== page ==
Clark County Commission: Federal relief funds allocated for dispatch center, reentry services

The Clark County commission on Feb. 23 allocated up to $2.5 million in federal relief funds for reimbursement to the county for dispatch center costs, as well as up to $300,000 for the programming and personnel expenses for reentry services.

The $2.5 million of American Rescue Plan Act (ARPA) funding allocated toward the dispatch center expenses will reimburse the county for a portion of costs incurred from March 3 and Dec. 31 last year, as well as expected costs for the next two years.

The allocation amount for the reimbursement will cover the increase in costs in the county’s dispatch center witnessed due to the pandemic, according to the commission.

The county is providing 40% more services to income-qualified census tracts with the addition of municipalities to its dispatching operations, and ARPA funds will be used to reimburse those costs to the county’s general fund. The allocation approved by the commission on Wednesday does not include the income paid into the county by the townships and municipalities, according to Clark County spokesperson Mike Cooper.

More than $50,000 in federal relief dollars this month were also allocated by the commission to cover the dispatch center fees for German Twp., South Charleston, Enon, Tremont City, Catawba, North Hampton, South Vienna and Donnelsville.

The $300,000 allocated toward the reentry services will cover the costs of programming, as well as personnel-related expenses.

The county once had a reentry services coalition geared toward assisting people preparing to leave incarceration, and this new department, and a position for a director to lead it, will be created to assist people who are preparing to leave incarceration.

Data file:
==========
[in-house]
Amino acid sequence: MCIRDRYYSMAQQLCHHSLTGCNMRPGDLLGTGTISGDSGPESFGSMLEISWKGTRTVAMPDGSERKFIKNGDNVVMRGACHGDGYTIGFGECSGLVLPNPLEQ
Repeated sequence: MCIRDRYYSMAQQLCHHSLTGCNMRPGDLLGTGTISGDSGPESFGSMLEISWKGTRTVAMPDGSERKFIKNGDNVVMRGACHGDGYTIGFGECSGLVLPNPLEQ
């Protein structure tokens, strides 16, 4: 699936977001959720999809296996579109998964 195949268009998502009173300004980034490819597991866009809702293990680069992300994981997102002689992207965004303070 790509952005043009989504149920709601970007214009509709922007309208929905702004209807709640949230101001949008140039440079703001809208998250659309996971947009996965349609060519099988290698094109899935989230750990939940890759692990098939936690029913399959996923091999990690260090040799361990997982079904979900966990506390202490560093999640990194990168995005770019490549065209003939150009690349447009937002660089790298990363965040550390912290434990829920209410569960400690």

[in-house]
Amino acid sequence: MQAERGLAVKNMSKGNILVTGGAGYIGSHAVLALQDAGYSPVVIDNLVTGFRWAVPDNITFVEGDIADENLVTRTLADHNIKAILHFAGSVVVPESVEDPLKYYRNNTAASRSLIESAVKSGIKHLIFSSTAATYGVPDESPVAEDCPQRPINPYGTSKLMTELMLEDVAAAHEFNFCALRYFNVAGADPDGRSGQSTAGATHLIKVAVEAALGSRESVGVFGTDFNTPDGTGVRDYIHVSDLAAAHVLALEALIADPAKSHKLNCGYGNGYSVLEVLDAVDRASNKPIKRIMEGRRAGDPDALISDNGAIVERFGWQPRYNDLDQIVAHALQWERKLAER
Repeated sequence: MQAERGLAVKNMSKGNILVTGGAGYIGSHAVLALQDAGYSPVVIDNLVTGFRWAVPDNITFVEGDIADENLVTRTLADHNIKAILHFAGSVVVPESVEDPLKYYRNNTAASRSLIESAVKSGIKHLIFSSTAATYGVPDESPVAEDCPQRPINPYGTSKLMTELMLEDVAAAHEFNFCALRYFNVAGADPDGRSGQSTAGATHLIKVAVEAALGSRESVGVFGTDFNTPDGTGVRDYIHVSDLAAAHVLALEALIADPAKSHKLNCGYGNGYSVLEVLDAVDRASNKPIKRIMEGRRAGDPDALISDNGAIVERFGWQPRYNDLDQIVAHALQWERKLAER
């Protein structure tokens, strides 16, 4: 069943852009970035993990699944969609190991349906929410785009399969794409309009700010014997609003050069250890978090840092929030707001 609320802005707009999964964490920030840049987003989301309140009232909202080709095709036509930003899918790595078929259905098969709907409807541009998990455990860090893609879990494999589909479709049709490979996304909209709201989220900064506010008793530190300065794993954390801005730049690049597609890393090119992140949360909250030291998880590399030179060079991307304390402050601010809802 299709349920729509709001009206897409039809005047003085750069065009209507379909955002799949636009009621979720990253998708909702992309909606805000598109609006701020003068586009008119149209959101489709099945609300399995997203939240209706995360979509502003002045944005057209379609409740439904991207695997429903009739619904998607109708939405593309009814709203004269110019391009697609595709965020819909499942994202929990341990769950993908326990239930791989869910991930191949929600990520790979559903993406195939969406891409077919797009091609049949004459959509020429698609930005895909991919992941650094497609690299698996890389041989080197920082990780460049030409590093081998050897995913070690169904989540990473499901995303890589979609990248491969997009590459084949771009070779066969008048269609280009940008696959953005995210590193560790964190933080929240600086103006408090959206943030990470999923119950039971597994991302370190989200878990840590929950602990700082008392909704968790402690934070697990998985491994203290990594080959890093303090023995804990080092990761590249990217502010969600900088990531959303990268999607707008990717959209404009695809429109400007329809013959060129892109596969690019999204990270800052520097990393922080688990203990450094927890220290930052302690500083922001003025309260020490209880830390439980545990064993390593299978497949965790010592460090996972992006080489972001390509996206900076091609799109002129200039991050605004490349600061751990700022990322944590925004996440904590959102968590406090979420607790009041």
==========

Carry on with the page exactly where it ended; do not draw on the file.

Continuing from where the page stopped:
“It will be very nice to have somebody establish those goals and a plan so we know what we’re working toward,” said commissioner Melanie Flax Wilt.

ARPA dollars can fund resources that respond to the COVID-19 public health emergency, and the dispatch center allots local law enforcement the ability to promote public safety, according to the commission. ARPA money can also fund behavioral health services in incarceration settings and diversion programs from the criminal justice system.

The money authorized to cover the fees is part of the $26 million allocated to Clark County from the $1.9 trillion ARPA that President Joe Biden signed into law in March. A total of $350 billion was allocated to help local governments across the country reeling from pandemic impact.

The commissioners have allocated millions in ARPA funds for various projects, such as for the reimbursement to the general fund for pandemic-related losses in revenue, the reimbursement of employee paid administrative leave and the funding of technology for the county’s dispatch center, expected to open this year.

Commissioners also approved ARPA spending for a stormwater improvement project for Enon-Xenia Road to help alleviate flooding in the area and for a fiber optic project to service county-owned buildings, as well as a safety improvement project for Spangler Road.

In November 2021, the commission also authorized $800,000 of spending toward a project to extend the waterline that runs near Park Layne. Another $220,000 was allocated in January to cover assistance expenses of Clark County veterans seeking aid through the county veterans office.

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